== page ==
Regular mammography screening may reduce death risk in breast cancer

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Breast cancer is the second most common cancer in women after skin cancer. Mammograms can detect breast cancer early, possibly before it has spread.

In a recent study from Falun Central Hospital, scientists found that attendance at regular mammography screening substantially reduces the risk of dying from breast cancer.

Women who skip even one scheduled mammography screening before a breast cancer diagnosis face a much higher risk of dying from cancer.

Breast cancer screening with mammography has helped reduce disease-related deaths by enabling the detection of cancer at earlier, more treatable stages.

Despite mammography’s well-established effectiveness, many women don’t participate in recommended screening examinations.

In the study, the team took a more detailed look at screening attendance patterns to further refine mortality risk estimates.

They analyzed data from almost 550,000 women eligible for mammography screening in nine Swedish counties between 1992 and 2016.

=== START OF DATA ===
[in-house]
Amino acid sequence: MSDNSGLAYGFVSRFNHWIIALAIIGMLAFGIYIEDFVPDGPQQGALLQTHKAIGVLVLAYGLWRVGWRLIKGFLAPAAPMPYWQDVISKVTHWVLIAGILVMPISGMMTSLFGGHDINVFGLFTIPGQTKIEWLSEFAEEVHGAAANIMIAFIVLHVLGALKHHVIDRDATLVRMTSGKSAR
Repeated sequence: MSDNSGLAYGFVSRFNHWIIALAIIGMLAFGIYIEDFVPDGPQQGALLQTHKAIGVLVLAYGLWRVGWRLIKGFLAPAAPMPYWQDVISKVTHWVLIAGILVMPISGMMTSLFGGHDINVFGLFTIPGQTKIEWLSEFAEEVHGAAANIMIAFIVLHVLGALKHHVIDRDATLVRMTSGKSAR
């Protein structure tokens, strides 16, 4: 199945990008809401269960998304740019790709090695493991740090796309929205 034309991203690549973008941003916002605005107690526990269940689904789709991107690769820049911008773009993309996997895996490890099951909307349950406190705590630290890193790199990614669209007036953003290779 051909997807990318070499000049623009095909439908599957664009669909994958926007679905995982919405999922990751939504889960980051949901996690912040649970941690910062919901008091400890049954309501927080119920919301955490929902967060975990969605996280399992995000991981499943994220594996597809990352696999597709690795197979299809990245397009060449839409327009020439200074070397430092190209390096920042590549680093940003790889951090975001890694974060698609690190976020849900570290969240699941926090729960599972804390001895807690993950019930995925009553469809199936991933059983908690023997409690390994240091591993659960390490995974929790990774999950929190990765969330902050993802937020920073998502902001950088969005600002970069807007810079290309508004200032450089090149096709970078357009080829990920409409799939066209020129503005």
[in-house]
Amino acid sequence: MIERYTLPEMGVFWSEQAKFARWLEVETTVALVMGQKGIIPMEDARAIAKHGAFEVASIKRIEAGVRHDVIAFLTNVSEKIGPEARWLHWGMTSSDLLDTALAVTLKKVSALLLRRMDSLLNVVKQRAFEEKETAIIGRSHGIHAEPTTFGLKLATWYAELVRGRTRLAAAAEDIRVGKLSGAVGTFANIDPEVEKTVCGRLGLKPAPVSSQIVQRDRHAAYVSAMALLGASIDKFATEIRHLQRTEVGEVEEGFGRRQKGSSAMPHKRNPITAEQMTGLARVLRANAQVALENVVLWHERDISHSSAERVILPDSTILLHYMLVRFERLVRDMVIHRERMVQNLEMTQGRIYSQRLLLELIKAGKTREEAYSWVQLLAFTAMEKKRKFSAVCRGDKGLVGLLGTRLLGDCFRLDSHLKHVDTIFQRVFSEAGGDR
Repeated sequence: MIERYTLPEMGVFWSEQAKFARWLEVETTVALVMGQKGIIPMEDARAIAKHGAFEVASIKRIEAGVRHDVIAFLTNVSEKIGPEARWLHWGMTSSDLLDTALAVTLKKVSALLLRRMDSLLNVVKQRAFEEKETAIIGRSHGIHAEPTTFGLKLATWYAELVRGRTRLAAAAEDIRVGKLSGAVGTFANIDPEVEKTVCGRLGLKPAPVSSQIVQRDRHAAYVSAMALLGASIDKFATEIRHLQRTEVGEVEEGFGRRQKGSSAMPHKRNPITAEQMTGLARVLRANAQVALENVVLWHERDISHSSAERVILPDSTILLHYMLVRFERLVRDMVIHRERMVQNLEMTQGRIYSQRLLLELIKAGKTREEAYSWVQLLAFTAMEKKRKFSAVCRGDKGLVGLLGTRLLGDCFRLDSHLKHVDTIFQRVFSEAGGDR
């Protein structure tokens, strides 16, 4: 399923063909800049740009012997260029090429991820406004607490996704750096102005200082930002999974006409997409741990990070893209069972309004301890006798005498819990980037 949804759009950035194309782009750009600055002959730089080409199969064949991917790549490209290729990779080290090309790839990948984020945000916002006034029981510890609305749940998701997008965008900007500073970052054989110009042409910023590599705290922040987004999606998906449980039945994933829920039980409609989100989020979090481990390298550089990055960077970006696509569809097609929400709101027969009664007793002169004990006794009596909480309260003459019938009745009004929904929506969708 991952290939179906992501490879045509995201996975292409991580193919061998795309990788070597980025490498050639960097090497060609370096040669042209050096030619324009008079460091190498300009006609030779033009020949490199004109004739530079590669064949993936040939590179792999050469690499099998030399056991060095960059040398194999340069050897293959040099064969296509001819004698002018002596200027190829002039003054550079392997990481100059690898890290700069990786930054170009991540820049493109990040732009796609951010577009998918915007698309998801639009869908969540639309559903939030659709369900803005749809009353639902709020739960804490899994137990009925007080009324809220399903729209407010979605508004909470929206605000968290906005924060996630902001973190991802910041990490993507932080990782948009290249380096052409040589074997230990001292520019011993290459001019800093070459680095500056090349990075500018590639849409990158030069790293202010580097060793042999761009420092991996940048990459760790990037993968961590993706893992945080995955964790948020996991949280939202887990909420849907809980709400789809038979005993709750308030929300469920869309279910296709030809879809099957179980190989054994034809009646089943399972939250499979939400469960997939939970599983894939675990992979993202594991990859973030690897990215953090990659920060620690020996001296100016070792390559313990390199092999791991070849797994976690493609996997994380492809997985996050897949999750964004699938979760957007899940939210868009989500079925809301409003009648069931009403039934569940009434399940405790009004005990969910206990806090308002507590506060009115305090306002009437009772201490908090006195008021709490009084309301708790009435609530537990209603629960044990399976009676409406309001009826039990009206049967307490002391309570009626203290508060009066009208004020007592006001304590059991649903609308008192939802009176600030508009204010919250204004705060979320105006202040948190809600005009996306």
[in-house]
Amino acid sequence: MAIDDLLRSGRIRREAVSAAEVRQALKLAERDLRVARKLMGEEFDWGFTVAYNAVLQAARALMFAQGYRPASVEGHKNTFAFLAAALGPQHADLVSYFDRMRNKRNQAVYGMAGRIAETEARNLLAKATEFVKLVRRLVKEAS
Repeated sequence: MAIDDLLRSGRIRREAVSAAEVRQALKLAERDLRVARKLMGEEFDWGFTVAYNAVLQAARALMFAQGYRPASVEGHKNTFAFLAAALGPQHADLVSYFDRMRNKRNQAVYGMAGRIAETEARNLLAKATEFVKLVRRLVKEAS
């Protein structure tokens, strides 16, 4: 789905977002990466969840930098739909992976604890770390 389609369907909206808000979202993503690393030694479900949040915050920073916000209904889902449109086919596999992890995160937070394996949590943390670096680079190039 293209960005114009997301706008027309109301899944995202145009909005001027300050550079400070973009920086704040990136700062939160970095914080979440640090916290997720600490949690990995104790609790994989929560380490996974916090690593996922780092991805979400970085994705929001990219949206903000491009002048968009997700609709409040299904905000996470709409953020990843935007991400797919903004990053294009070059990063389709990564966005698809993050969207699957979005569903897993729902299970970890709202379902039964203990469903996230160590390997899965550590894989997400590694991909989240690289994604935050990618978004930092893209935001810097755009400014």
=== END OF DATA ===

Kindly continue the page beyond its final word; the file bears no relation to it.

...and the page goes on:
The team found that participation in the two most recent mammography screening appointments before a breast cancer diagnosis provides higher protection against breast cancer death than participation in neither or only one examination.

The incidence of breast cancers proving fatal within 10 years of diagnosis was 50% lower for serial participants than for serial nonparticipants.

Compared to women who attended only one of the two previous screens, women who attended both had a 29% reduction in breast cancer mortality.

The team says regular participation in all scheduled screens confers the greatest reduction in a woman’s risk of dying from breast cancer.

The results add further evidence to support regular screening with mammography as a means of reducing breast cancer-related deaths.

The researchers are continuing to study mammography data to develop a more comprehensive picture of screening benefits, including the impact on interval cancers that arise between screening mammography examinations.

If you care about cancer, please read studies that artificial sweeteners are linked to higher cancer risk, and how drinking milk affects risks of heart disease and cancer.

For more information about cancer, please see recent studies about Aspirin linked to better bladder and breast cancer survival, and results showing this plant may cut cancer risk from processed meat.

The study was published in the journal Radiology and conducted by László Tabár et al.

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